Who is Facebook and who is Cambridge Analytica?

One can’t help but see parallels between Coinbase-Neutrino and Facebook-Cambridge Analytica.

In Coinbase-Neutrino, a consumer company with sensitive user data revealed they were sharing data with a third party that specialized in aggregating and utilizing user data.

In Facebook-Cambridge Analytica, well, exactly the same.

In both cases, the angry responses mostly came from people mad that their data was being sold. In both cases, no data was being sold (though I’d bet most people still think that Facebook sold data to Cambridge Analytica).

Casey Newton noted in The Interface in December of 2018:

Here are two last things to chew over as we think about this story in the coming days. One, it’s now clear that a data partnership with Facebook can create reputational risks for the companies making the deals. Every company named in the report will be held account for the Times’ findings, and they better have good and thorough answers when shareholders, lawmakers, and reporters start asking.

Two, it’s amazing how much oxygen we all have given to the false notion that Facebook sells your data — when the real story was the data they were giving away.

Rather than generate income from selling user data, Facebook was trying to position themselves at the center of a huge data aggregation operation. Via their GraphAPI, they would give partners user data in exchange for data from their partners. As Ben Thompson wrote in a member update:

To my mind, scale is the key here: with the Graph API Facebook was positioning itself as the center of everything — it would give its data to whoever wanted it in exchange for their data, which would result in everyone having Facebook’s original data plus their own data, and Facebook having the data from everyone. It’s not that user data isn’t a competitive advantage; it’s that having all the data is an even bigger one.

Whereas partners would get one to one data (theirs plus Facebook’s), Facebook would get one to many data (theirs plus many partners). Facebook could then use that data to do revenue generating stuff.

Similarly, neither Coinbase nor the chain analytics companies were selling data. Both Chainalysis and Eliptic published statements to that effect. And Eliptic emphasized they do not have access to PII.

Elliptic has no access to end users’ personally identifiable information. Our exchange clients, including Coinbase, do not provide us with any personally identifiable information about their users. Our clients use our solutions to screen specific transactions for risk. We do not require or request any transaction data that we can link to individuals, and do not have any other client information such as names, addresses or social security numbers.

We do not support or enable the violation of any individual’s financial privacy. We firmly believe that no individual should be subject to unlawful access to their financial data by any government body, and no financial institution or service provider should reveal this financial data to third parties without the individual’s permission. We only allow our solutions to be used in order to combat financial crime, and do not allow it to be used for marketing, business intelligence, or any other purpose.

Aside: not having direct access to PII does not mean they do not have the ability to identify individuals through various data sources, though.

Coinbase needed the chain analytics companies to stay compliant with laws and regulations (e.g. AML). Without help from chain analytics companies, they would be unable to list tokens, among other things.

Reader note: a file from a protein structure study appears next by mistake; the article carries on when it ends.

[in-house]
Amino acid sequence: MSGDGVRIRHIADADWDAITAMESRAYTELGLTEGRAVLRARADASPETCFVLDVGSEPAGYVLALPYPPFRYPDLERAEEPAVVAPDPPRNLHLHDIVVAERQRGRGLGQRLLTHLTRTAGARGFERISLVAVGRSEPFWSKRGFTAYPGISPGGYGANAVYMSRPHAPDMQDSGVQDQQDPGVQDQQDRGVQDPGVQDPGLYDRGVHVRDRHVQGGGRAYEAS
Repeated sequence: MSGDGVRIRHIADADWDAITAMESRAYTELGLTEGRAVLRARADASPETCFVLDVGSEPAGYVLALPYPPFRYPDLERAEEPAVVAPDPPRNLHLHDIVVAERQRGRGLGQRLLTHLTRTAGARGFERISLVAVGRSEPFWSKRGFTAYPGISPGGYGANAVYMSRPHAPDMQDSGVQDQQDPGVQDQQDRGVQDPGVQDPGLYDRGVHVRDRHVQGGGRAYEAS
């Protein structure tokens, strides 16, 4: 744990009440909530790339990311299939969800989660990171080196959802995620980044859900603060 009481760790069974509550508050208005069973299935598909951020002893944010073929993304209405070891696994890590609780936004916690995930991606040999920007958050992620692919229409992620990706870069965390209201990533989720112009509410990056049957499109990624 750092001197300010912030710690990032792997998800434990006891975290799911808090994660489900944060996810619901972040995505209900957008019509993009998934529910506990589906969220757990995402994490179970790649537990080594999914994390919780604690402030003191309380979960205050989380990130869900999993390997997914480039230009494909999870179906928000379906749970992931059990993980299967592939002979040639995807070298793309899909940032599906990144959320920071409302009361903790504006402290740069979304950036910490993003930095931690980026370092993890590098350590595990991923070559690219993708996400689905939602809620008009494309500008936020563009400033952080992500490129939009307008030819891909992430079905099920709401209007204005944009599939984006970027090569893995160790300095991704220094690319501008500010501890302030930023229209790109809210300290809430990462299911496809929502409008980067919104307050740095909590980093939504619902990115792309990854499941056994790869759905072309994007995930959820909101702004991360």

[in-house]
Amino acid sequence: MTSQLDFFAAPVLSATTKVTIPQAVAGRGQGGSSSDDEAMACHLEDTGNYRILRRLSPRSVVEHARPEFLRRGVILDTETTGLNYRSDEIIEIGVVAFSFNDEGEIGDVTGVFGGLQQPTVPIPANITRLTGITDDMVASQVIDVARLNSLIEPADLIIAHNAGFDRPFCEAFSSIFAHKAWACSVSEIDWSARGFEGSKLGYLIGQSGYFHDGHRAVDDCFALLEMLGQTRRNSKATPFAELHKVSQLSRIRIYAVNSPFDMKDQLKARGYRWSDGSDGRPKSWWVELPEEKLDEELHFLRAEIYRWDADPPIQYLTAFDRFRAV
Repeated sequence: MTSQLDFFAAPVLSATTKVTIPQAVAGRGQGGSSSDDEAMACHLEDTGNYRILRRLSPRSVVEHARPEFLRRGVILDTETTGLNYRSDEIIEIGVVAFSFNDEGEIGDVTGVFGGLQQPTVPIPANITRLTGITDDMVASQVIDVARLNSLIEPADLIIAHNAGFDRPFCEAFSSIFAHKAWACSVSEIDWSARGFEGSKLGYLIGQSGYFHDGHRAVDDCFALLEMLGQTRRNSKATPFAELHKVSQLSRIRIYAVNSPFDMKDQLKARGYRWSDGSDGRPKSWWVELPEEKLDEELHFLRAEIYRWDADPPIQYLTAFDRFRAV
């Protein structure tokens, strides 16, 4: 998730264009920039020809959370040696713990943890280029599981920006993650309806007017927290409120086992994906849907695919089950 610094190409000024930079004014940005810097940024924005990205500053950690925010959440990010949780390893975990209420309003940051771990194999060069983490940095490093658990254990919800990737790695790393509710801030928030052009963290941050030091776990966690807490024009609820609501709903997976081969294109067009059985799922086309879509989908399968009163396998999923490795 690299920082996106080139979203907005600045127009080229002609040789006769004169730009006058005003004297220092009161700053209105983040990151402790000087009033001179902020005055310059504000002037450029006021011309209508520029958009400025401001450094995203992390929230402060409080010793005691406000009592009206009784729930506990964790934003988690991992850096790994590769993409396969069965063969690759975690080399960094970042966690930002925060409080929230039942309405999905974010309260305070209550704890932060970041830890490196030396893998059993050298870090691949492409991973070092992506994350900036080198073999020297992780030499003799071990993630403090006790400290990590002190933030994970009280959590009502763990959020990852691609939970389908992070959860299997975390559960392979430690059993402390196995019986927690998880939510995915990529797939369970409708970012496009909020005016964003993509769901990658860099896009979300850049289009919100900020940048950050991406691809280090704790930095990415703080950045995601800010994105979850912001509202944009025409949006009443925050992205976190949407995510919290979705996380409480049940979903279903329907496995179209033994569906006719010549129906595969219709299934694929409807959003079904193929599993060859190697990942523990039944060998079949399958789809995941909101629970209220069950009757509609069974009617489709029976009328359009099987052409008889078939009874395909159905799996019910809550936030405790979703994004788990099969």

Chain analytics companies need data to provide their services to their customers, which include exchanges, yes, but also regulators, other corporations, and nation-states (I don’t know exactly who all their clients are–it’s not public–but I do not know of any restrictions to the clients they can take).

While it’s tempting to think of Coinbase as Facebook and chain analytics companies as Cambridge Analytica, the nature of the relationship between exchanges and chain analytics companies suggests the opposite: chain analytics companies are trying to build massive data operations (one to many) and exchanges are forced to participate in data exchange (one to one) to run their businesses.

So chain analytics companies are Facebook, exchanges are Cambridge Analyticas.

An aside: this is why acquiring a chain analytics company like Coinbase did is actually pro-privacy for users. Instead of two entities having your data (Coinbase and Chainalysis, for example), only one does. And that one that has it isn’t aggregating data about your behavior from other sources. It’s a bit of a shame that Coinbase became the scapegoat due to awkward communications. They had the opportunity to take the privacy highground.

The fungibility loss ecosystem

If you care about fungibility, you should probably opt out of this entire ecosystem.

Even if everybody acts in good faith (which I believe they are), using regulated exchanges and transacting on public blockchains makes your coins non-fungible. Non-fungible coins reduce your privacy. Coinbase buying Neutrino or firing Neutrino team members doesn’t really impact the big picture.

That said, fungibility could be considered a spectrum (rather than binary, though I tend to think privacy and fungibility are all or nothing). And regulated exchanges trying to lock down their user data (making it a black box for third parties) is certainly better for fungibility than alternatives. I think this is what Coinbase is trying to do by bringing chain analytics in house and I hope they are successful.

I’m planning to explore this concept more in next week’s public post. So if you disagree with anything I’ve said here (I think many of you might), please let me know. Would very much appreciate your feedback.

  1. Udi Wertheimer is credited for starting it
  2. We should just assume that our data is not private if we are using a centralized operator like an exchange. How many times do people have to learn this? Second, we should just assume that our on-chain transactions are also being monitored. They are all public.